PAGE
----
Chapter 3: Geologic Structure and Landforms
Geologic interpretation of images begins with the identification of lineaments, “regional linear features caused by linear arrangement of regional morphological features such as streams, escarpments, and mountain ranges and tonal features that in many areas are the surface expressions of fractures or fault zones.”[i] The emphasis in this section is on geologic structures and landforms, both of which can be easily identified on air photographs and other images.
The sequence followed here is that often found in geomorphology books. Geologic structures and structurally controlled landforms are illustrated first, followed by images of mass wasting and of the results of the agents of erosion—running water, ground water, ice, wind and the sea. The meandering rivers of southern
3.31: Detail of a Cutoff on the Assiniboine River
This low level photograph was taken 30 years after that in Figure 3.30. It shows the cutoff in figure 3.30 in detail as well as revealing changes that have occurred over the intervening years. The main channel of the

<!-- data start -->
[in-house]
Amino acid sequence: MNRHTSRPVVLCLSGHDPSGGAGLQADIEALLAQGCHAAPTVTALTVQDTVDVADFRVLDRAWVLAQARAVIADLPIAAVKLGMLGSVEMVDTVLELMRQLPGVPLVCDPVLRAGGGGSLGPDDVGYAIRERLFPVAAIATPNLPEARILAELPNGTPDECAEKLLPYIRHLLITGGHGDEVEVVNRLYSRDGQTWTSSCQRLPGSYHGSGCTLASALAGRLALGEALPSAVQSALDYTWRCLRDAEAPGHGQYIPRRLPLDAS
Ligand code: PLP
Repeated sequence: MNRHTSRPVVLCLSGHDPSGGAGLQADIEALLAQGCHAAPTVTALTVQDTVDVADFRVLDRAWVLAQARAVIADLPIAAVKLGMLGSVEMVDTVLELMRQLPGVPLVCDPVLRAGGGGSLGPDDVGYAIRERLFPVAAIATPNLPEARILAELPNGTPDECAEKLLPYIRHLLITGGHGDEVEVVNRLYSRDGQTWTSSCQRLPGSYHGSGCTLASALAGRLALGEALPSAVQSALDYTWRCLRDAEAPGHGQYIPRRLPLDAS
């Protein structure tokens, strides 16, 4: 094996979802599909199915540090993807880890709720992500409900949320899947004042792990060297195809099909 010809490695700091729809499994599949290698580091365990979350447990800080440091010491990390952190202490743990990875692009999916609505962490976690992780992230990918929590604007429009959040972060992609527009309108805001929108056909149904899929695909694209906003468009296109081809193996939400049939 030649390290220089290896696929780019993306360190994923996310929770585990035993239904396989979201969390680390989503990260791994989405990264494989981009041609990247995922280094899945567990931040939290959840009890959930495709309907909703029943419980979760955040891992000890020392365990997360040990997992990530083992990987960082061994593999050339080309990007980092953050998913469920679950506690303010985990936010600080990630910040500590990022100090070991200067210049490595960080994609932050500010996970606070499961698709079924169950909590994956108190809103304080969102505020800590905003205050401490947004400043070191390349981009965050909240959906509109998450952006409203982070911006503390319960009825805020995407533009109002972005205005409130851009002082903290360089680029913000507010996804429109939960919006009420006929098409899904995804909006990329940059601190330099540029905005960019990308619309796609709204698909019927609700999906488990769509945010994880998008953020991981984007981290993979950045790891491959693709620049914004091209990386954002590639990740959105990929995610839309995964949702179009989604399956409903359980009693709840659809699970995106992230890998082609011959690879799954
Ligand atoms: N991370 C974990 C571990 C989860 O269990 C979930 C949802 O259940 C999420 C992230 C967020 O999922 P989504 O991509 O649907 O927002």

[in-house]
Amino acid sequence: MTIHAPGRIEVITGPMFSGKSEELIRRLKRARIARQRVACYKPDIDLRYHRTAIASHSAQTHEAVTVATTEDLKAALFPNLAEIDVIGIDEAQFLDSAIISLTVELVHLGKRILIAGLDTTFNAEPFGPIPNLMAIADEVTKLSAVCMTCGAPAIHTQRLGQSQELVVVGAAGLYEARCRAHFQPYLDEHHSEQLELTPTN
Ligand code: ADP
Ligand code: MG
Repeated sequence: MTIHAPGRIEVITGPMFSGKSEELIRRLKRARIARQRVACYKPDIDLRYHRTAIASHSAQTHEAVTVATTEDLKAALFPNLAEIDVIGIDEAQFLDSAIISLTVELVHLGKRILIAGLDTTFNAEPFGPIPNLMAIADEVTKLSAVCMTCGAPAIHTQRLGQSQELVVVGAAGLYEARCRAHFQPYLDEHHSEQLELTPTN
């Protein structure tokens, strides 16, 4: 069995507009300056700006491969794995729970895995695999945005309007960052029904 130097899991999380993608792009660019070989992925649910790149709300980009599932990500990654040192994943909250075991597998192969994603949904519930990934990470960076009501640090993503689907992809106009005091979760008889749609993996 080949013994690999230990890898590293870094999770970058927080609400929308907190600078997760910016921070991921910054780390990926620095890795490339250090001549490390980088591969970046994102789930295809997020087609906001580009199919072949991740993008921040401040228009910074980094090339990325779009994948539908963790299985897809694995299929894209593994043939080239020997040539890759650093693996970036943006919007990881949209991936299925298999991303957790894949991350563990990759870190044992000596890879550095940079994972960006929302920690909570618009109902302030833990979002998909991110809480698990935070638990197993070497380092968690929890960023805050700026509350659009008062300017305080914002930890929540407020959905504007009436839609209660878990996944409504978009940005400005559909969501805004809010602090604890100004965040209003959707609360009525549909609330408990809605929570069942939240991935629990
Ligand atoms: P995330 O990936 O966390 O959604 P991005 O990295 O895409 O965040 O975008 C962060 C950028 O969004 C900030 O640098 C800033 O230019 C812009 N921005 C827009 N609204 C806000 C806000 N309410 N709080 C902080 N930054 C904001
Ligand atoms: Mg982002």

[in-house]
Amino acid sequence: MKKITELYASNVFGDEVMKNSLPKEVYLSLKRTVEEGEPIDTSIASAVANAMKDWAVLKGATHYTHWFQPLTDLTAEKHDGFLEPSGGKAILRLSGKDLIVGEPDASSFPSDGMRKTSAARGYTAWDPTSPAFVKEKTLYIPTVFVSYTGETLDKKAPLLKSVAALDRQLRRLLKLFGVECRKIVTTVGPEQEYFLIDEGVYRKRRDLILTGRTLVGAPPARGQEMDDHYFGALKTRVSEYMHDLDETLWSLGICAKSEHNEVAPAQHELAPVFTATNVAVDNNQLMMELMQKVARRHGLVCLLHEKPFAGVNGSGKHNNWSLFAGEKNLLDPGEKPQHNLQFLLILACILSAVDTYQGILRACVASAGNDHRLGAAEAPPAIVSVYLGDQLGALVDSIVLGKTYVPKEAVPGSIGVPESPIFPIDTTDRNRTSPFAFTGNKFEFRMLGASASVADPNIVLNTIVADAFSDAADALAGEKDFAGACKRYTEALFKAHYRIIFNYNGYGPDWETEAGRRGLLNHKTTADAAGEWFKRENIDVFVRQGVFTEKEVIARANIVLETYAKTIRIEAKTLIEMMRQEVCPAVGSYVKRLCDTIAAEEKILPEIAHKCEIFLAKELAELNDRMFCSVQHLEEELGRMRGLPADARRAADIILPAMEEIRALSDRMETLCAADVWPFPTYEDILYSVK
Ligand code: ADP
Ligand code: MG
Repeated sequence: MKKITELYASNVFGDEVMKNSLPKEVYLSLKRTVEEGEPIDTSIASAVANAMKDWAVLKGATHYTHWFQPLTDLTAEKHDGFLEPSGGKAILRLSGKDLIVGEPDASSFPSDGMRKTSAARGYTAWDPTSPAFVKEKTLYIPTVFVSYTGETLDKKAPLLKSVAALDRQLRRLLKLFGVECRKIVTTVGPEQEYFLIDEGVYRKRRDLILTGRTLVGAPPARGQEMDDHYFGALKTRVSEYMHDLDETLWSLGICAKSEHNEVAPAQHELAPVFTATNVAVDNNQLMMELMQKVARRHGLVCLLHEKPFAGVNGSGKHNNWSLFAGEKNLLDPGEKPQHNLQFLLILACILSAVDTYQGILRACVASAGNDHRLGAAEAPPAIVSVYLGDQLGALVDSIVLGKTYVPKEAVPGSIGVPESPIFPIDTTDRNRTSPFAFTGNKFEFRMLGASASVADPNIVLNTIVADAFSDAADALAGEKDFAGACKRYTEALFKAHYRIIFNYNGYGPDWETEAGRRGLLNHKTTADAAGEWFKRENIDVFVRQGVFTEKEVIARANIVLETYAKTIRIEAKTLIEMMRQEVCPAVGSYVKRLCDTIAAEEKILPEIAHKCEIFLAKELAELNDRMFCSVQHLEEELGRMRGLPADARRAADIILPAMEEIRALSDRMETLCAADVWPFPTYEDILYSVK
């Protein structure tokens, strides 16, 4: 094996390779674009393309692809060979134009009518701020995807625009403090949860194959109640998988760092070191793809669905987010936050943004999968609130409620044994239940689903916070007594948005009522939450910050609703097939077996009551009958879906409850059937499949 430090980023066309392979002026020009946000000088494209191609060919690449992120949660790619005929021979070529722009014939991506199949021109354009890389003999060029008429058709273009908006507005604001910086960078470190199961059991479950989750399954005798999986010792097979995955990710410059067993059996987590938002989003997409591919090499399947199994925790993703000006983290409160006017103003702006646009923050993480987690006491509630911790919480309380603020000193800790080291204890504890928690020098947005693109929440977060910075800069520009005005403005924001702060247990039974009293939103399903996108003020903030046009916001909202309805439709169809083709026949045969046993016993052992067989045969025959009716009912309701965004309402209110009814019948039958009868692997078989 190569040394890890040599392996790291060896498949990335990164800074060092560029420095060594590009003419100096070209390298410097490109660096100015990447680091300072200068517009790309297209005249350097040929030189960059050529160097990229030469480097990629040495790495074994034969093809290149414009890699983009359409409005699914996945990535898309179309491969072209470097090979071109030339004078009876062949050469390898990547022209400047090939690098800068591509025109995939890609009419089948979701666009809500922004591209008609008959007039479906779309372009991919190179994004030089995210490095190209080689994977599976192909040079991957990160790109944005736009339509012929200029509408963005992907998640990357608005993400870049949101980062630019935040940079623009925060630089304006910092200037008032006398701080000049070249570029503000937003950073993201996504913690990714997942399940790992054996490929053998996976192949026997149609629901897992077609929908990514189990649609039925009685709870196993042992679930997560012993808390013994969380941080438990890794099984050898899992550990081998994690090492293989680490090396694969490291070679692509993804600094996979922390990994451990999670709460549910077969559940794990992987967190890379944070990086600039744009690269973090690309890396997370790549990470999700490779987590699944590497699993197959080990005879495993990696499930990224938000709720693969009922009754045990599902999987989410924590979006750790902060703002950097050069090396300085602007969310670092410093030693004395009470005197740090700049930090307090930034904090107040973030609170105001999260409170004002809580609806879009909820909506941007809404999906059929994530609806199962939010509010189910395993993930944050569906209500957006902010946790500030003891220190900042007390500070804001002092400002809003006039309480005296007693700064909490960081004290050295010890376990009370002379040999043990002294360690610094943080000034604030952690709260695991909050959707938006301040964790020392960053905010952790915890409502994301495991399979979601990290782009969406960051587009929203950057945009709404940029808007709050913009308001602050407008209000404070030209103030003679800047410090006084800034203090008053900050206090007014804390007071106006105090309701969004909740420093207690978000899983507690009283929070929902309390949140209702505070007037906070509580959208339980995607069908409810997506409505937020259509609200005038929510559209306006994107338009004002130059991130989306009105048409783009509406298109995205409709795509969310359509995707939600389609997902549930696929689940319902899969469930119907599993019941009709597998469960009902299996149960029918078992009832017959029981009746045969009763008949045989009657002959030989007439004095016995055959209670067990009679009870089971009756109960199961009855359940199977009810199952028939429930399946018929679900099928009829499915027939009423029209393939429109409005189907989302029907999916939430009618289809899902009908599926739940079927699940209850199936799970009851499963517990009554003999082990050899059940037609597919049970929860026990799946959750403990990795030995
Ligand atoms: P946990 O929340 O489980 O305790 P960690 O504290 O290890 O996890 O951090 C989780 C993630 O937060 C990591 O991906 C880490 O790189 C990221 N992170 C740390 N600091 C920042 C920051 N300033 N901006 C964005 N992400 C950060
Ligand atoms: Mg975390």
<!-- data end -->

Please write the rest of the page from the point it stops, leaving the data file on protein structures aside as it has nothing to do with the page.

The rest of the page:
The cutoff has been unfilled by sediment and vegetation 4 but some standing water remains 5. The neck of the abandoned channel that was bare sand in 1951 is now (1981) covered by vegetation, including some trees, probably willows (Salix spp) 6. Both within the cutoff 7 and to the west of it 8, meander scrolls can be seen with trees occupying the ridges and grass the swales in between.
The photograph was taken in the spring before the leaf-on stage for some trees as revealed by their shadows 9, but other with round crowns seem to have some foliage 10.
Figure 3.31: Detail of a Cutoff on the Assiniboine River
Vertical air photograph: 8103 00 098
Flight height: lens focal length:
Date: May 5, 1981
Scale: 1:5,000 (approx.)
Location: Section 25, Township 8, Range 13 WI
Map sheets: 1:250,000 62G Brandon
1:50,000 62G/11 Glenboro